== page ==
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Gold Medalist Lee Stecklein A "Perfect Fit" With Unbeaten Whitecaps

By Dan Rice, 10/24/18, 5:00PM EDT

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The Minnesota Whitecaps may be an expansion team, but they aren’t your average expansion team. Before joining the NWHL this season they existed as an independent team where many of the players on the current roster played alongside one another. Some of them played for the Junior Whitecaps, with or against one another growing up at some point in time, which is understandable considering 19 of their 25 players hail from the state of Minnesota.

Some even played together in college, namely Lee SteckleinHannah BrandtKate Schipper, and Mandy Leveille, who were a part of some dominant teams with the Golden Gophers. 

“I love my defense in front of me. I actually had the pleasure of playing with Lee Stecklein before playing with her at the pro level — we played together at the University of Minnesota and she’s such a talented defender,” raved Leveille following a Whitecaps win in New Jersey. “She leads by example (on the ice) and in the room as well.”

Praise goes both ways, and Stecklein was quick to return the favor minutes later when she met with the media following the same game. “I think our D is partly really strong because we have an amazing goalie in Amanda Leveille, who I had the pleasure of playing with her in college, and I’m really happy to be able to continue to play with her here (with the Whitecaps),” said the grinning gold medalist.

Listed at six-feet tall, Stecklein is tied with Buffalo’s Meghan Fonfara as the tallest player in the NWHL and she has been a tower of power for the Whitecaps throughout their first four games this season — at both ends of the ice. Minnesota has only played against the Metropolitan Riveters thus far, but her defensive presence was a big reason why the league’s reigning MVP (Alexa Gruschow) was held off the scoresheet in each of those games.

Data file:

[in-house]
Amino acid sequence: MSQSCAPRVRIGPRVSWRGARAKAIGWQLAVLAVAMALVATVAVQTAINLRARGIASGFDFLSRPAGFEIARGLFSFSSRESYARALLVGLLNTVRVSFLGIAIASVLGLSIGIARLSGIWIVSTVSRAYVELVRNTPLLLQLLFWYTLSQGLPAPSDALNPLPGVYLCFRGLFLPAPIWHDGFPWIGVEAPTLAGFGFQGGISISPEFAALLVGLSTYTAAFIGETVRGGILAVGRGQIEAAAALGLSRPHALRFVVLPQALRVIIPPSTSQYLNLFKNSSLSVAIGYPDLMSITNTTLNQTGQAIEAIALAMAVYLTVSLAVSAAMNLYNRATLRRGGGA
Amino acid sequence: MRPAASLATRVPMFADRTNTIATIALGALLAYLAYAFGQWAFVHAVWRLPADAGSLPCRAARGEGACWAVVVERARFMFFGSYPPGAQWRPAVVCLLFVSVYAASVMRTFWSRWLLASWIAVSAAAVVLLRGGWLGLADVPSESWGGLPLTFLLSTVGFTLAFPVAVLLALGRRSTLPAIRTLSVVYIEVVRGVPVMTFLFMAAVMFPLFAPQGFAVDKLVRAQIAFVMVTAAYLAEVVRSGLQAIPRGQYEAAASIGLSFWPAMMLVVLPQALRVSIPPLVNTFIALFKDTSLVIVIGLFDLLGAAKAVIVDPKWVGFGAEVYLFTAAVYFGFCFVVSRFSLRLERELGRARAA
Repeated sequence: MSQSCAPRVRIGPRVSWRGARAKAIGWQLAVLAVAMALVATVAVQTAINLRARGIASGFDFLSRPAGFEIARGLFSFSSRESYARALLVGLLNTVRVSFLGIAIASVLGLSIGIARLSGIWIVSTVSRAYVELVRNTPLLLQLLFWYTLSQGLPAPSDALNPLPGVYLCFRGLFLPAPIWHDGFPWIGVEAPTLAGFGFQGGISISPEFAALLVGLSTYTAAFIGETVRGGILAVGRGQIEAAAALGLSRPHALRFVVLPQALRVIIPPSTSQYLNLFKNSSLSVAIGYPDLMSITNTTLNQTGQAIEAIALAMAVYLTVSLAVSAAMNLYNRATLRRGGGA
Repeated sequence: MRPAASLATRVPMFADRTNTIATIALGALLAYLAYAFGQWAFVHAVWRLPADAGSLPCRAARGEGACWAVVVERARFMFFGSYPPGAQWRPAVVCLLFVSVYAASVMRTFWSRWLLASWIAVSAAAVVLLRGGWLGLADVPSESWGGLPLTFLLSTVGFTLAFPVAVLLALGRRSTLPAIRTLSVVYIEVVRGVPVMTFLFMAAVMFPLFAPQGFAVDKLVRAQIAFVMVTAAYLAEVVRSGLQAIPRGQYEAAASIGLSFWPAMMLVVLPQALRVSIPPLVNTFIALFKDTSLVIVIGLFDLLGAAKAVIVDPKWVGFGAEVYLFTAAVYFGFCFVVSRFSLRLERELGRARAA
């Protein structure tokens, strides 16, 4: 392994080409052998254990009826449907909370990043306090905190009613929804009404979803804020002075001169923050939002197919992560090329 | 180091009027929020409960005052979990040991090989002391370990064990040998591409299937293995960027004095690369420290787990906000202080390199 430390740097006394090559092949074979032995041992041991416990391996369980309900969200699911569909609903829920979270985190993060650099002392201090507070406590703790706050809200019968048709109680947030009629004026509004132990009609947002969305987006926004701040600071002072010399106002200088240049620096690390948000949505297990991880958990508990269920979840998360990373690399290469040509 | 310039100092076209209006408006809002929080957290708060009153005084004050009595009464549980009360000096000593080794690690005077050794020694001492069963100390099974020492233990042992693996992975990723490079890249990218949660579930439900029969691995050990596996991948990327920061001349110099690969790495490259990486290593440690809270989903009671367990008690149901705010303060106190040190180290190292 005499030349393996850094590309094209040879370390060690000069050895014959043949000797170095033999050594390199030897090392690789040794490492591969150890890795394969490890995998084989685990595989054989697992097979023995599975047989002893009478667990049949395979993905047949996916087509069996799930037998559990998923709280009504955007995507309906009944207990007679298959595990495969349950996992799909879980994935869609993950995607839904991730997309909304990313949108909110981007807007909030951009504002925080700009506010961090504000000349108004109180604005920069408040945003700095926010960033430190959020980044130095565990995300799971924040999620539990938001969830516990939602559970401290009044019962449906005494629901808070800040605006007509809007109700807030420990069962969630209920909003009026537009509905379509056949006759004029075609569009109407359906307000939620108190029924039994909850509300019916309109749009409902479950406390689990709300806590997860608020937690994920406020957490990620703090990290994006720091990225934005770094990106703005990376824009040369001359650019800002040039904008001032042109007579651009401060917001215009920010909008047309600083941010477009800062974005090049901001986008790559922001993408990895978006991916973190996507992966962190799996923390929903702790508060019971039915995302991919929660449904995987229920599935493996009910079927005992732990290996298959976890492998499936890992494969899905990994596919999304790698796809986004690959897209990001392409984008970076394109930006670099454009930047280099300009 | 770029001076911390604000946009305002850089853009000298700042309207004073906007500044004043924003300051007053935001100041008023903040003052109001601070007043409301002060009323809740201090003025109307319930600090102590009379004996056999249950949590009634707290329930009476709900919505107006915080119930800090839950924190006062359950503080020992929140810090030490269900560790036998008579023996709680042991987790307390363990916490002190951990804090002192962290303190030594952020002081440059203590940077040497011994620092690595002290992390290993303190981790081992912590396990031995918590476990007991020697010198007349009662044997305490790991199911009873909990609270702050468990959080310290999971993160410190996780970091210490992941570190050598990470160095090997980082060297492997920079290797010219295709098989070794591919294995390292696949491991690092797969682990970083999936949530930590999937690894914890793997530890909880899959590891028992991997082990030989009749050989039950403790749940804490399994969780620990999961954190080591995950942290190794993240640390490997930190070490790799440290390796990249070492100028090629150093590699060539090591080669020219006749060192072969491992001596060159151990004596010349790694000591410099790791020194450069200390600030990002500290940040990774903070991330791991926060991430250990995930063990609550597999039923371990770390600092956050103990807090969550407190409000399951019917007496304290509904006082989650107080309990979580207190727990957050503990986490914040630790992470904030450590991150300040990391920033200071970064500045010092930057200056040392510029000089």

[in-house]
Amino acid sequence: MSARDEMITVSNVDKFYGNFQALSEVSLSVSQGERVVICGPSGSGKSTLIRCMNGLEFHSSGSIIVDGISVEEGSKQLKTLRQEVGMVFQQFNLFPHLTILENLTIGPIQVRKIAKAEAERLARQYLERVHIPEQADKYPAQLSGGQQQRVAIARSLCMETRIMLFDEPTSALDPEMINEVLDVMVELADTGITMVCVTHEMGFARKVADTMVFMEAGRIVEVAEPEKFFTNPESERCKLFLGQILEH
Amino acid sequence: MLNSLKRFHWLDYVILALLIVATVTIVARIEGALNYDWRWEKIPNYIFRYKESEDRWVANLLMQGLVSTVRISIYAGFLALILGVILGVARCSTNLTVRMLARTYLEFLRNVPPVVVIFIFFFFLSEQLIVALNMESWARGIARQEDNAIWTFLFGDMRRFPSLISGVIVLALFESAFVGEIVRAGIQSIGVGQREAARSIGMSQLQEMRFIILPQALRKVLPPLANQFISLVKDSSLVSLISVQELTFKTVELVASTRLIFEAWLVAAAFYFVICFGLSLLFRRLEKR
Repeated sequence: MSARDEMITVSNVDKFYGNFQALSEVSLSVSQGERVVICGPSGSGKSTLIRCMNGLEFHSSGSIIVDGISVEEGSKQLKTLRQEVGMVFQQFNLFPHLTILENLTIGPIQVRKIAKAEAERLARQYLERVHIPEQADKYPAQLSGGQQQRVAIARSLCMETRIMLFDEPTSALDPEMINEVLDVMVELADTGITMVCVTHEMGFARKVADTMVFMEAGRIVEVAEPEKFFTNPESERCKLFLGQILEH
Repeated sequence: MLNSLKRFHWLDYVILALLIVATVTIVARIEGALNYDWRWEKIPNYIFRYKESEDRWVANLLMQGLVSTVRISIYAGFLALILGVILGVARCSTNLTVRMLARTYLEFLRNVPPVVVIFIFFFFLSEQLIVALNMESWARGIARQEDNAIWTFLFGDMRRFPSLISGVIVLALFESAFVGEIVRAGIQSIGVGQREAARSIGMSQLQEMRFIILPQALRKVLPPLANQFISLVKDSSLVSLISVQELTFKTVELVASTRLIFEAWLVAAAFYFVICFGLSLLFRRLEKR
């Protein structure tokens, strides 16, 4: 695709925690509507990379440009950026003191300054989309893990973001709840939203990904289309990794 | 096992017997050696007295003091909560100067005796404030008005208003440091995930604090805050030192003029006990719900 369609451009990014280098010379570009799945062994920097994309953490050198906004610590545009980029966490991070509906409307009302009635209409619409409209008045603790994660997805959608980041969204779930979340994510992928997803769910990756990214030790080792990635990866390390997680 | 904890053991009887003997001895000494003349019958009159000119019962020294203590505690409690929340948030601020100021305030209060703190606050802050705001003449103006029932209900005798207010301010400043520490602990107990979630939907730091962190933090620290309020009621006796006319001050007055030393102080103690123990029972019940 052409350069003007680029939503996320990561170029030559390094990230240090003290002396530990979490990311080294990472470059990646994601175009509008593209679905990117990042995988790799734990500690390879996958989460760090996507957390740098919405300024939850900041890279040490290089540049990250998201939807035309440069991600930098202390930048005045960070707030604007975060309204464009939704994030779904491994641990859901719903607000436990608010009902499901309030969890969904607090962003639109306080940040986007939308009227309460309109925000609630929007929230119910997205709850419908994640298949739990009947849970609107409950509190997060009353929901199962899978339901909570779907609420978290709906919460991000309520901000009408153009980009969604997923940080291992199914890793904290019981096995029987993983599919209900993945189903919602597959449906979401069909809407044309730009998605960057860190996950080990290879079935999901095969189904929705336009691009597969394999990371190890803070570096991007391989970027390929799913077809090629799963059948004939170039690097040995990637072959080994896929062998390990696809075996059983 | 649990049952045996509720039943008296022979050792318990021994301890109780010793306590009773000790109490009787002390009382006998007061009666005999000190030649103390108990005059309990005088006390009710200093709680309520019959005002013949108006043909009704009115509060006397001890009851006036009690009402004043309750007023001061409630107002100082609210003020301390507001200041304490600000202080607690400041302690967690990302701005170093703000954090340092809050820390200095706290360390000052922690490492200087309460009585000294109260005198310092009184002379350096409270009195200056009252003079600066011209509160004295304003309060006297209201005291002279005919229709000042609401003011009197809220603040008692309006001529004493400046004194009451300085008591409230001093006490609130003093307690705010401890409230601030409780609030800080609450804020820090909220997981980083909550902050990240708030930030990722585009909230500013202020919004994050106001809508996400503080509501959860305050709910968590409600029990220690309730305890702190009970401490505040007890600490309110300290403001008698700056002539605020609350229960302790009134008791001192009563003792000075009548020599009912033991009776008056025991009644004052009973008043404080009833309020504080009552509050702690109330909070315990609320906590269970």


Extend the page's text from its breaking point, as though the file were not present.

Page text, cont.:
“It’s been great so far,” Stecklein said of her first two weekends as a professional player. “I wasn’t quite sure what to expect; there are a lot of really good teams. We’re playing the defending champions in our first four games. We knew it was going to be really, really important that we came out and had a great start. I’m excited.”

On the flip side, the 24-year-old is leading all NWHL players in assists (6), and those six points are good enough for second in the league. But one statistic she’s not near the top of the league leaderboard is shots on goal because she hasn’t recorded one yet! “My coaches have been telling me my whole life to shoot more, so that could be part of it,” said a smiling Stecklein.

Her decision, along with the decisions of the other US Olympians, to join the NWHL this season has made this possibly the most talented group of players that fans of the league have seen over its first four seasons. Stecklein probably could have played wherever she wanted and with whatever team she wanted. So why the NWHL?